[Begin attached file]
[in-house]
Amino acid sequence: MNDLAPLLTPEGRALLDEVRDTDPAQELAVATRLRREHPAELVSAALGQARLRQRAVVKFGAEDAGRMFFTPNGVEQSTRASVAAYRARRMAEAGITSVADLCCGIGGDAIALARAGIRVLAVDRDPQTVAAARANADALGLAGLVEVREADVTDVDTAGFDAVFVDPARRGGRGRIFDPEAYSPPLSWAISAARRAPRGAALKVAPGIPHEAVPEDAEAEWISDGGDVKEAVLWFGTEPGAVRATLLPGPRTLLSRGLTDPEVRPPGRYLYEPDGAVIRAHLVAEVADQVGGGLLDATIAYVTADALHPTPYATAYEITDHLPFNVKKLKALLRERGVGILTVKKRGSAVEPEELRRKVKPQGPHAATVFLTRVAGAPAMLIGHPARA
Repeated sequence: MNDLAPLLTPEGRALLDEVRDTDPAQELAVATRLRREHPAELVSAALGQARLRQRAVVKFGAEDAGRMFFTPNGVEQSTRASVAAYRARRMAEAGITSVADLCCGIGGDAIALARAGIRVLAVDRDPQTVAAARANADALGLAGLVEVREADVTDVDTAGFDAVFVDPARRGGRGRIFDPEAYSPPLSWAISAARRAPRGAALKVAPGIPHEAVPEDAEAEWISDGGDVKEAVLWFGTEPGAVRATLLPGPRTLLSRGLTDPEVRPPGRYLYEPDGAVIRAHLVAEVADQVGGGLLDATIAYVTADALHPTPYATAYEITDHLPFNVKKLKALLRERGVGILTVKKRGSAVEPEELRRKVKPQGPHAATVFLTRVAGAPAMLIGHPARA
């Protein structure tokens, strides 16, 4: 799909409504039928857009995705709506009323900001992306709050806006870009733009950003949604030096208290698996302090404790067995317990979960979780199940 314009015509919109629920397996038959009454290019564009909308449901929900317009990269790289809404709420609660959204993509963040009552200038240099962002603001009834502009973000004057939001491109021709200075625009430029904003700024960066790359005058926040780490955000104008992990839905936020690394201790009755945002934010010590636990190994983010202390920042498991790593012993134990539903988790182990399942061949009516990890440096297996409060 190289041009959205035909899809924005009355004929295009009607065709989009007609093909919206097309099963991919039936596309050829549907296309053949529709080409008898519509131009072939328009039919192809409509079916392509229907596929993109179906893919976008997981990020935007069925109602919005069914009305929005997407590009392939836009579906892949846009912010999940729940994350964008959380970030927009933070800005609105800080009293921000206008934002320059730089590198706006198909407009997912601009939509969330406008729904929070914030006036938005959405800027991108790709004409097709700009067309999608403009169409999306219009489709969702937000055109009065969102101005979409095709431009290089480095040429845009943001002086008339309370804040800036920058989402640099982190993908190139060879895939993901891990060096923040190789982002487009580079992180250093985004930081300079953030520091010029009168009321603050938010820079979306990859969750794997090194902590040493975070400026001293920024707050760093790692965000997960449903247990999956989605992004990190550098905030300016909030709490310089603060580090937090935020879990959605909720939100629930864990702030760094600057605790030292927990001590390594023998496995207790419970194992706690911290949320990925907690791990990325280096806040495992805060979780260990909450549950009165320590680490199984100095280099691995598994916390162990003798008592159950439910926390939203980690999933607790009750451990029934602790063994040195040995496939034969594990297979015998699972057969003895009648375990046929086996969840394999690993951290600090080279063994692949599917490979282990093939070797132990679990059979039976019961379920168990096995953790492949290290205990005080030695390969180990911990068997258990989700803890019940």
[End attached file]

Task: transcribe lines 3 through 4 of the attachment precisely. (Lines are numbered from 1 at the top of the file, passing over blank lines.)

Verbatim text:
Repeated sequence: MNDLAPLLTPEGRALLDEVRDTDPAQELAVATRLRREHPAELVSAALGQARLRQRAVVKFGAEDAGRMFFTPNGVEQSTRASVAAYRARRMAEAGITSVADLCCGIGGDAIALARAGIRVLAVDRDPQTVAAARANADALGLAGLVEVREADVTDVDTAGFDAVFVDPARRGGRGRIFDPEAYSPPLSWAISAARRAPRGAALKVAPGIPHEAVPEDAEAEWISDGGDVKEAVLWFGTEPGAVRATLLPGPRTLLSRGLTDPEVRPPGRYLYEPDGAVIRAHLVAEVADQVGGGLLDATIAYVTADALHPTPYATAYEITDHLPFNVKKLKALLRERGVGILTVKKRGSAVEPEELRRKVKPQGPHAATVFLTRVAGAPAMLIGHPARA
């Protein structure tokens, strides 16, 4: 799909409504039928857009995705709506009323900001992306709050806006870009733009950003949604030096208290698996302090404790067995317990979960979780199940 314009015509919109629920397996038959009454290019564009909308449901929900317009990269790289809404709420609660959204993509963040009552200038240099962002603001009834502009973000004057939001491109021709200075625009430029904003700024960066790359005058926040780490955000104008992990839905936020690394201790009755945002934010010590636990190994983010202390920042498991790593012993134990539903988790182990399942061949009516990890440096297996409060 190289041009959205035909899809924005009355004929295009009607065709989009007609093909919206097309099963991919039936596309050829549907296309053949529709080409008898519509131009072939328009039919192809409509079916392509229907596929993109179906893919976008997981990020935007069925109602919005069914009305929005997407590009392939836009579906892949846009912010999940729940994350964008959380970030927009933070800005609105800080009293921000206008934002320059730089590198706006198909407009997912601009939509969330406008729904929070914030006036938005959405800027991108790709004409097709700009067309999608403009169409999306219009489709969702937000055109009065969102101005979409095709431009290089480095040429845009943001002086008339309370804040800036920058989402640099982190993908190139060879895939993901891990060096923040190789982002487009580079992180250093985004930081300079953030520091010029009168009321603050938010820079979306990859969750794997090194902590040493975070400026001293920024707050760093790692965000997960449903247990999956989605992004990190550098905030300016909030709490310089603060580090937090935020879990959605909720939100629930864990702030760094600057605790030292927990001590390594023998496995207790419970194992706690911290949320990925907690791990990325280096806040495992805060979780260990909450549950009165320590680490199984100095280099691995598994916390162990003798008592159950439910926390939203980690999933607790009750451990029934602790063994040195040995496939034969594990297979015998699972057969003895009648375990046929086996969840394999690993951290600090080279063994692949599917490979282990093939070797132990679990059979039976019961379920168990096995953790492949290290205990005080030695390969180990911990068997258990989700803890019940």